Wednesday, September 27, 2017

#BookReview: TO FUNK AND DIE IN LA by Nelson George

Summary: To Funk and Die in LA, the fourth book in the D Hunter crime-fiction series, brings the ex-bodyguard to the City of Angels on a very dark mission when his grandfather, businessman Daniel "Big Danny" Hunter, is shot dead in a drive-by. Why would someone execute a grocery store owner? D soon finds there was more to Big Danny's life than selling loaves of bread. The old man, it turns out, was deeply involved with Dr. Funk, a legendary musical innovator who has become a mysterious recluse.

Most of the novel takes place in the LA neighborhoods of Crenshaw, Koreatown, and Pico-Union--areas where black, Asian, and Latino cultures intersect away from the glamour of Hollywood--and echoes of the 1992 riots play a significant role in D's investigation. In the tradition of Raymond Chandler and Walter Mosley, D Hunter rides through the mean streets of Los Angeles seeking truth and not always finding justice.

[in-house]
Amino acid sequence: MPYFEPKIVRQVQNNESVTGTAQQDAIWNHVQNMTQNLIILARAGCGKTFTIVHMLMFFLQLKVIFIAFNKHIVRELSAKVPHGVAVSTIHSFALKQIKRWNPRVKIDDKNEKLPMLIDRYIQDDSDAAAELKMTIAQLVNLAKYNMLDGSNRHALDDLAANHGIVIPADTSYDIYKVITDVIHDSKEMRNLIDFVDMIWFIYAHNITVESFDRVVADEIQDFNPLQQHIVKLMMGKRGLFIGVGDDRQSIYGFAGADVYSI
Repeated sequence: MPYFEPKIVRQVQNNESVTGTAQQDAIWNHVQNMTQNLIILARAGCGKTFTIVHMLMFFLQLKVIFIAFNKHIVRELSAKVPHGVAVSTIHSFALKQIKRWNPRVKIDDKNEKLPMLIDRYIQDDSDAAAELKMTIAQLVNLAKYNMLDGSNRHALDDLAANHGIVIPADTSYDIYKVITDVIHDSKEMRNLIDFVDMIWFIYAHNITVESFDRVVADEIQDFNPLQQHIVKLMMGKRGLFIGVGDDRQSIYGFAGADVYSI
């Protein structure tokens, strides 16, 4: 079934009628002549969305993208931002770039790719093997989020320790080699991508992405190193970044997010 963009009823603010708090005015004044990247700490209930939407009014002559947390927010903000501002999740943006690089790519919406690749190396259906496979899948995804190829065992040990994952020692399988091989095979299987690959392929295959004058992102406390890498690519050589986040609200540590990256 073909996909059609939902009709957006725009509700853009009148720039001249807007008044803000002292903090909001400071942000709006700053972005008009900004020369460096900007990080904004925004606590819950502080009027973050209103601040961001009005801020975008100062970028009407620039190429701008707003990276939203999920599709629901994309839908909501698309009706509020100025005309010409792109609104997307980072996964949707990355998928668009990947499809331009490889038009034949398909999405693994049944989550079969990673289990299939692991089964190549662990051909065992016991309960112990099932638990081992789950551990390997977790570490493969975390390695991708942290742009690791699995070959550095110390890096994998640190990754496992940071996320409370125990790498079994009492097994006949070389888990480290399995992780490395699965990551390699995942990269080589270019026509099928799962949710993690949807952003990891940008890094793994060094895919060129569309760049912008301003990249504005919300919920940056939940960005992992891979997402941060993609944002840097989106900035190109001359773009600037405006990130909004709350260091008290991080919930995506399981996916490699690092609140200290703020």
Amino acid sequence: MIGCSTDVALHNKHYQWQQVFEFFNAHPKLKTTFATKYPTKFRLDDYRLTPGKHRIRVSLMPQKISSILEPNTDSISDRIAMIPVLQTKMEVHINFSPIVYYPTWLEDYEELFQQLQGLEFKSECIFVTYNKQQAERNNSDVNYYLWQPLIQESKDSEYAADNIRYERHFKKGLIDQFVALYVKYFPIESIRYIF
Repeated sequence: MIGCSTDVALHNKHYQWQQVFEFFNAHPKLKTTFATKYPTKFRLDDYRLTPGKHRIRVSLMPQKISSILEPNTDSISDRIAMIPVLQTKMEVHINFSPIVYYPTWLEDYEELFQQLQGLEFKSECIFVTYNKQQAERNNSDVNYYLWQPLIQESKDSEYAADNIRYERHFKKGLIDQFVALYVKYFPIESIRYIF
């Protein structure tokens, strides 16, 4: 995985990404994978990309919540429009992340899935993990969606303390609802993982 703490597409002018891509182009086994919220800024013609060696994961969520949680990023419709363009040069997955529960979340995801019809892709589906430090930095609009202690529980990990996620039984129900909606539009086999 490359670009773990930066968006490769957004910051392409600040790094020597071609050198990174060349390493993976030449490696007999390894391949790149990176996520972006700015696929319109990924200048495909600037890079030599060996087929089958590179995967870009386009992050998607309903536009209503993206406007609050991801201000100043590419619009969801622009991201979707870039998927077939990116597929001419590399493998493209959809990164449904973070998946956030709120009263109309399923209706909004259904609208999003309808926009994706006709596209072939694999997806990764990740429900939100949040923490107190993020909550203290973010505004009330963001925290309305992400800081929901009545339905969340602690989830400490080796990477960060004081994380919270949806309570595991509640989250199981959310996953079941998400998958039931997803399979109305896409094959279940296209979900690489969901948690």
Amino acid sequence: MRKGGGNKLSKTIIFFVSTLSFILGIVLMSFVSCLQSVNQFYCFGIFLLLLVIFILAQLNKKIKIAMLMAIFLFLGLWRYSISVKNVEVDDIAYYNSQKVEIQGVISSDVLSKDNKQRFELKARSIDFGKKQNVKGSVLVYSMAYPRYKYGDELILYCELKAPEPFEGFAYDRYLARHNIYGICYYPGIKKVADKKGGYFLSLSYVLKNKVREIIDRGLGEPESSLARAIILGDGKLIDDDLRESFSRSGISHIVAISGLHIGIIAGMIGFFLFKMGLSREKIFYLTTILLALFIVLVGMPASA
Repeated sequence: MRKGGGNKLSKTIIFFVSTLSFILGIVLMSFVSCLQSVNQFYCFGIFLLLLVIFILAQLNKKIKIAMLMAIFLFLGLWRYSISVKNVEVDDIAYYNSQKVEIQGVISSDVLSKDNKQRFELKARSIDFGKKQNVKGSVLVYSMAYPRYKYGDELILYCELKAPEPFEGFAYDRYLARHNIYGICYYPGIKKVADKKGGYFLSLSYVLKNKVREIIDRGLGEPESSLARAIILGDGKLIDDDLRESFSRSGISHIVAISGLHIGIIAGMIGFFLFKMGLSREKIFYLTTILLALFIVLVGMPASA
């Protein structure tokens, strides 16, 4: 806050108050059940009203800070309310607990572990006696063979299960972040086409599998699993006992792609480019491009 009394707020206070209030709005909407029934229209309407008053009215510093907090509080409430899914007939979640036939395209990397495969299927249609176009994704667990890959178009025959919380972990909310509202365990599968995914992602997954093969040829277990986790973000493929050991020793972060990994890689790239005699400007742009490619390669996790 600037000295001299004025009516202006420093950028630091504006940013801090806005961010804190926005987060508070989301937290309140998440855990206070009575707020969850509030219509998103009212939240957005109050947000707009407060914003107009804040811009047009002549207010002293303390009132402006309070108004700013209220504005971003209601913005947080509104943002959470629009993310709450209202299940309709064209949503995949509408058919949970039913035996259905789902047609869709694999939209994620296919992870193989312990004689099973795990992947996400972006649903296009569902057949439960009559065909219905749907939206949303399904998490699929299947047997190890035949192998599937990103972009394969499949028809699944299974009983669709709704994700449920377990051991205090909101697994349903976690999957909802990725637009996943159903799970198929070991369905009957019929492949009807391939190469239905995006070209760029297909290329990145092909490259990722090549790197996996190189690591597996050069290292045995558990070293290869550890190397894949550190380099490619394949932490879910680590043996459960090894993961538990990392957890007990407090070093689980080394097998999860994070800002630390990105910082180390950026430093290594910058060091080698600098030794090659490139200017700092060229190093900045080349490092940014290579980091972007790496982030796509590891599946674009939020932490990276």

Review: I haven't read the previous books in the D Hunter series, but Nelson George gives enough background story for readers to understand who the main players are and what pushes their buttons. While I wasn't overly impressed by the main character, I did like the mission he was on and the cast that surrounded him. Digging into his recently deceased grandfather's background brings out people from all walks of life and it's interesting to watch D put the pieces together to see how they fit.

I couldn't help but to be reminded of the elusive Sly Stone in the form of Dr. Funk. Much like Stone, he prefers to stay hidden from the public, wrapped up in his music and his memories. The scenes featuring him and his story line tend to be the most memorable.

D Hunter is no Easy Rawlins or Socrates Fortlaw, but Nelson George is no Walter Mosley. In this instance, he doesn't have to be. As Mosley recreated a 1950s and 1960s Los Angeles for readers, George presents us with a modern day LA that I'm definitely interested in exploring more.

225 p.
Published: September 2017
Disclaimer: Copy of book received from publisher, opinions are mine.

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